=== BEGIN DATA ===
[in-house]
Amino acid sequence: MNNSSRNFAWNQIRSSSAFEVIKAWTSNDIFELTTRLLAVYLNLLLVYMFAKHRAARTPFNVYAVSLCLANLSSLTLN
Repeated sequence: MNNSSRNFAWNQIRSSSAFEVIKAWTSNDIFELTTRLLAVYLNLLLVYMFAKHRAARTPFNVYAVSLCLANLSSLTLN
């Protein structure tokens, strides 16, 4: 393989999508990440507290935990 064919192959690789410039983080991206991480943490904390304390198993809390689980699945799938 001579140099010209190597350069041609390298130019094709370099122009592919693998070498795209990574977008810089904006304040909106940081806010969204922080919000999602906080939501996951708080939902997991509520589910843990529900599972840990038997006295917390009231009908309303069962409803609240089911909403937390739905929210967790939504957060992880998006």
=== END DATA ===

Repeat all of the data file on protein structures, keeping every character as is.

[in-house]
Amino acid sequence: MNNSSRNFAWNQIRSSSAFEVIKAWTSNDIFELTTRLLAVYLNLLLVYMFAKHRAARTPFNVYAVSLCLANLSSLTLN
Repeated sequence: MNNSSRNFAWNQIRSSSAFEVIKAWTSNDIFELTTRLLAVYLNLLLVYMFAKHRAARTPFNVYAVSLCLANLSSLTLN
């Protein structure tokens, strides 16, 4: 393989999508990440507290935990 064919192959690789410039983080991206991480943490904390304390198993809390689980699945799938 001579140099010209190597350069041609390298130019094709370099122009592919693998070498795209990574977008810089904006304040909106940081806010969204922080919000999602906080939501996951708080939902997991509520589910843990529900599972840990038997006295917390009231009908309303069962409803609240089911909403937390739905929210967790939504957060992880998006």